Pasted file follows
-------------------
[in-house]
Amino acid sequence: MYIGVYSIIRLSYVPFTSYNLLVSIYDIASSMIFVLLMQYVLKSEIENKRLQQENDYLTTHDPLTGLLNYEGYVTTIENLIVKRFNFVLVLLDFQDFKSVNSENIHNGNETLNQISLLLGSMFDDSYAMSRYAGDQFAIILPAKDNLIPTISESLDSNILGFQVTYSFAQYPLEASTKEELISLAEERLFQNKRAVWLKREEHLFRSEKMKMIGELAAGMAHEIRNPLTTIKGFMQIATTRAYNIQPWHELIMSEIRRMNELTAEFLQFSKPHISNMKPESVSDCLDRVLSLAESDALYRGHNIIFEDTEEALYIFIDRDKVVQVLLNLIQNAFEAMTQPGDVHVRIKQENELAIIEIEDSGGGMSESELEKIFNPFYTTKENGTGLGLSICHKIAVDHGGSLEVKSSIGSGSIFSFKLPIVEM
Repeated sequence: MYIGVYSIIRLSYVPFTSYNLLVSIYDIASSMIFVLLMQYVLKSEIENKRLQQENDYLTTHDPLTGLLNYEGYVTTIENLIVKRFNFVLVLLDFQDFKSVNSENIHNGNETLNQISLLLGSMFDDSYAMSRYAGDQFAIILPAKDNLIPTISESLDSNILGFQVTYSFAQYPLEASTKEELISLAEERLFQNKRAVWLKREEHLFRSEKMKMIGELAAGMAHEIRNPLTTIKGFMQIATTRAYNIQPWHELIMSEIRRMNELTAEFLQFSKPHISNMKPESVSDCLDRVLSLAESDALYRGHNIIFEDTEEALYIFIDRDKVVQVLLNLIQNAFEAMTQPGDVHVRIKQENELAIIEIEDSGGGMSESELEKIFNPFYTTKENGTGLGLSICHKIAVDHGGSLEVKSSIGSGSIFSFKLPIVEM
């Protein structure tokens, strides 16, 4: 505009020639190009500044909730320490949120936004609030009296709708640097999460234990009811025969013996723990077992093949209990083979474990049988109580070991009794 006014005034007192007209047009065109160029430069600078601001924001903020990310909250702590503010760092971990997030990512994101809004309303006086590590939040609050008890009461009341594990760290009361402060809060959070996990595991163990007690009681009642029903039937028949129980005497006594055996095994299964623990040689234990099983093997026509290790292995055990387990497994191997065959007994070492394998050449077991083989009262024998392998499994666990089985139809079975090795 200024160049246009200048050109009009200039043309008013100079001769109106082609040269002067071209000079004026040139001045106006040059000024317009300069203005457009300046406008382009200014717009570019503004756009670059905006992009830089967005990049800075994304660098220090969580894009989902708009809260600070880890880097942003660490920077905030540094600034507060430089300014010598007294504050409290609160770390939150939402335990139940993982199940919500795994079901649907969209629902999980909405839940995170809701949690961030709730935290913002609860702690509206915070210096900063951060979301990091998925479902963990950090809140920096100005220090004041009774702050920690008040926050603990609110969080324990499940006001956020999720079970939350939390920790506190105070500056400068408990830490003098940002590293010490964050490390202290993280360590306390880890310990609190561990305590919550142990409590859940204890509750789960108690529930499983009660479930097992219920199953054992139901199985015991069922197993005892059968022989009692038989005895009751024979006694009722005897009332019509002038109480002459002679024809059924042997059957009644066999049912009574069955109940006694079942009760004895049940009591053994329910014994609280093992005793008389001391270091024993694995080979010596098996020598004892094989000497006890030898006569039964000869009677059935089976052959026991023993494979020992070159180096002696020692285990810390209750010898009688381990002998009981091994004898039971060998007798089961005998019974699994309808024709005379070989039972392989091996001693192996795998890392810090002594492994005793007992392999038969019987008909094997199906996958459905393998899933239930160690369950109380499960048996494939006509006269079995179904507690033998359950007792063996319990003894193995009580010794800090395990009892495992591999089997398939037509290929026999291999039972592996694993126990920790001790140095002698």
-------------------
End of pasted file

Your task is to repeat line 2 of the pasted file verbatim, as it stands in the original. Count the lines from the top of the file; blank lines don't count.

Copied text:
Amino acid sequence: MYIGVYSIIRLSYVPFTSYNLLVSIYDIASSMIFVLLMQYVLKSEIENKRLQQENDYLTTHDPLTGLLNYEGYVTTIENLIVKRFNFVLVLLDFQDFKSVNSENIHNGNETLNQISLLLGSMFDDSYAMSRYAGDQFAIILPAKDNLIPTISESLDSNILGFQVTYSFAQYPLEASTKEELISLAEERLFQNKRAVWLKREEHLFRSEKMKMIGELAAGMAHEIRNPLTTIKGFMQIATTRAYNIQPWHELIMSEIRRMNELTAEFLQFSKPHISNMKPESVSDCLDRVLSLAESDALYRGHNIIFEDTEEALYIFIDRDKVVQVLLNLIQNAFEAMTQPGDVHVRIKQENELAIIEIEDSGGGMSESELEKIFNPFYTTKENGTGLGLSICHKIAVDHGGSLEVKSSIGSGSIFSFKLPIVEM